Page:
Digital Dialogue Five | Black Futures / Black Technopoetics

Image
Illustrated geometric graphic
March 9, 2022
3:30PM - 5:00PM
Location
Zoom

Date Range
Add to Calendar 2022-03-09 15:30:00 2022-03-09 17:00:00 Digital Dialogue Five | Black Futures / Black Technopoetics Accessibility: This event will have live, human transcription provided for all attendees. To request additional accommodations, complete the RSVP webform and email globalartsandhumanities@osu.edu Black Futures / Black Technopoetics Featured Speakers Stephanie Dinkins | Kusama Professor of Art, Stony Brook University Louis Chude-Sokei | Professor of English and George and Joyce Wein Chair in African American Studies, Boston University Moderator | Kris Paulsen: Associate Professor, History of Art In this performative lecture and dialogue, artist Stephanie Dinkins and writer/scholar Louis Chude-Sokei will engage art, artificial intelligence and technopoetics as products of the African diaspora and of a desire to construct Black and other futures. The dialogue will explore the relationship between technologies and race, including how algorithms intersect with gender, race and history and how configurations of the inhuman or artificial make possible dominant understandings of the human, and the challenges of building ethics into global technocultures. Zoom Global Arts and Humanities globalartsandhumanities@osu.edu America/New_York public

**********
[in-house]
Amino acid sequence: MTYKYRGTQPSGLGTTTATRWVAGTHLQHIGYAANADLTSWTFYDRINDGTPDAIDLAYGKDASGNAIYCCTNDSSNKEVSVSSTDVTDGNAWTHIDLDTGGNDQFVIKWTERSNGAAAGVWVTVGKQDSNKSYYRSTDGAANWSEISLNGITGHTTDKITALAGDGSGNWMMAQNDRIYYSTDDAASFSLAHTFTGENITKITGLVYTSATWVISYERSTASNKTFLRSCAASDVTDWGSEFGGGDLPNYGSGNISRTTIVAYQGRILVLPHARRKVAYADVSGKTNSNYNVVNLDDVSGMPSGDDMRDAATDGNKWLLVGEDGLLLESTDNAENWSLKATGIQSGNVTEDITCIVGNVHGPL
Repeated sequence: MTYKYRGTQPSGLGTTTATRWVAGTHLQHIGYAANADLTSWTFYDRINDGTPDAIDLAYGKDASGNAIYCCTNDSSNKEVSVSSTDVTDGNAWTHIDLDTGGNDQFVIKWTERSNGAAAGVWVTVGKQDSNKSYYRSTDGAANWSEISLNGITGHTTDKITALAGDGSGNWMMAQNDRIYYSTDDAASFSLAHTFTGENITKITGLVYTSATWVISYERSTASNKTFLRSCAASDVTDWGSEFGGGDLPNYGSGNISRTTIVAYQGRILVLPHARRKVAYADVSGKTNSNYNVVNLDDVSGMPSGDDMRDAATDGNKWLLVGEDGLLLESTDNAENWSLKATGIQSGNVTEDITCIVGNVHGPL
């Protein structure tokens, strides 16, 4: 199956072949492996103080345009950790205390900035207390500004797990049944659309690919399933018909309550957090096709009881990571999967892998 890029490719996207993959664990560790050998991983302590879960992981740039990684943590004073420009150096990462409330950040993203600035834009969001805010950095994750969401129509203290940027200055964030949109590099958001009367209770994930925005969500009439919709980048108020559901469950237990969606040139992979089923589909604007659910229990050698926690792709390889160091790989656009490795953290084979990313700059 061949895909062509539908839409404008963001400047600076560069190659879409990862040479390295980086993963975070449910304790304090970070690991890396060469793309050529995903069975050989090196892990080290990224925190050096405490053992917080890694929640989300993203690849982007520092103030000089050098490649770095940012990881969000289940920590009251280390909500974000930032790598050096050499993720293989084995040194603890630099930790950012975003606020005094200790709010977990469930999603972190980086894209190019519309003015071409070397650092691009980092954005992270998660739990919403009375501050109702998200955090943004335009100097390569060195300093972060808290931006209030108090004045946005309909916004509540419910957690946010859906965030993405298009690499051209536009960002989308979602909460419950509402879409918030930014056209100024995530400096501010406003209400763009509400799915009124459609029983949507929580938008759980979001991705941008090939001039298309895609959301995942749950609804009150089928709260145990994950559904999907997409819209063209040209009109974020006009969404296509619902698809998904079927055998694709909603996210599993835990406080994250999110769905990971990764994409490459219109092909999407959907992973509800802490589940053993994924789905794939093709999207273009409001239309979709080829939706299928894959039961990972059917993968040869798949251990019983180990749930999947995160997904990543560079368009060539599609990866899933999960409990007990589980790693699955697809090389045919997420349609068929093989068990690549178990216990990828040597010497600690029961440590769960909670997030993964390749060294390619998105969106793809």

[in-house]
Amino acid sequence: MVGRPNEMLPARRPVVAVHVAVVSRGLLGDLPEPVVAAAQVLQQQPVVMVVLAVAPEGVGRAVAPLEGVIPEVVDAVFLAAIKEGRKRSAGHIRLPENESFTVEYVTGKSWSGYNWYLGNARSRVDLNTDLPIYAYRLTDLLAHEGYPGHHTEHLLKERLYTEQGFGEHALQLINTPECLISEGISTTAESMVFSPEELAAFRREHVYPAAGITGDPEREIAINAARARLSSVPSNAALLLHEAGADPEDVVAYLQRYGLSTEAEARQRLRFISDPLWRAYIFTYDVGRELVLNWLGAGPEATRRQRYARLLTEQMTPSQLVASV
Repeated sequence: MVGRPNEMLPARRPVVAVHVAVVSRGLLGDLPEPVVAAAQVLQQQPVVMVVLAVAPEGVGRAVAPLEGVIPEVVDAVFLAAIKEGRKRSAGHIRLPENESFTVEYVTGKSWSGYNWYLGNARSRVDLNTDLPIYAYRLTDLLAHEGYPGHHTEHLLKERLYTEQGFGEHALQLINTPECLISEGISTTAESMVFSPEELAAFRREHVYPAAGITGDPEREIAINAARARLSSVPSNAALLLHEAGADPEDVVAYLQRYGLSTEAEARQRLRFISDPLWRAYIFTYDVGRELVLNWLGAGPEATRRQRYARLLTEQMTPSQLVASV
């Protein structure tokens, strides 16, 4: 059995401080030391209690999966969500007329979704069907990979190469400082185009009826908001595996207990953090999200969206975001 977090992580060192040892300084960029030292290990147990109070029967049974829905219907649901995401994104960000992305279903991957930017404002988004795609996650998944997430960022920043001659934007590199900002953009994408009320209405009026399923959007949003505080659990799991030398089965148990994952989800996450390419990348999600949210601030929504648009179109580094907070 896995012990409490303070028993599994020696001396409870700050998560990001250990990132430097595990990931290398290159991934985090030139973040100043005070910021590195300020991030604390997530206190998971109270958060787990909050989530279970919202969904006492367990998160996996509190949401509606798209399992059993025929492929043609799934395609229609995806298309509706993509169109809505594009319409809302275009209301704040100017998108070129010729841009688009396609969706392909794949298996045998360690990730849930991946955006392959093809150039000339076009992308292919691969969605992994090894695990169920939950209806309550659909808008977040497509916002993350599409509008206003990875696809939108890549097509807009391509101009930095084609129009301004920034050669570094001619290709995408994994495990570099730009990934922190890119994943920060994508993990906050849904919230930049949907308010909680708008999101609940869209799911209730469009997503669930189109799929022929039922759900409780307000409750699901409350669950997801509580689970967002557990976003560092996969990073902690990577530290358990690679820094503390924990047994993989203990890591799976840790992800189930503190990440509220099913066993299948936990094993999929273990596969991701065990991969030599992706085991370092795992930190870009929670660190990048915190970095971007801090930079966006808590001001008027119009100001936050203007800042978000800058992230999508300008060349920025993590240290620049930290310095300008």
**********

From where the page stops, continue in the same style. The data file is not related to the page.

Description

Accessibility: This event will have live, human transcription provided for all attendees. To request additional accommodations, complete the RSVP webform and email globalartsandhumanities@osu.edu


Black Futures / Black Technopoetics

Featured Speakers

  • Stephanie Dinkins | Kusama Professor of Art, Stony Brook University
  • Louis Chude-Sokei | Professor of English and George and Joyce Wein Chair in African American Studies, Boston University

Moderator | Kris Paulsen: Associate Professor, History of Art

In this performative lecture and dialogue, artist Stephanie Dinkins and writer/scholar Louis Chude-Sokei will engage art, artificial intelligence and technopoetics as products of the African diaspora and of a desire to construct Black and other futures. The dialogue will explore the relationship between technologies and race, including how algorithms intersect with gender, race and history and how configurations of the inhuman or artificial make possible dominant understandings of the human, and the challenges of building ethics into global technocultures.

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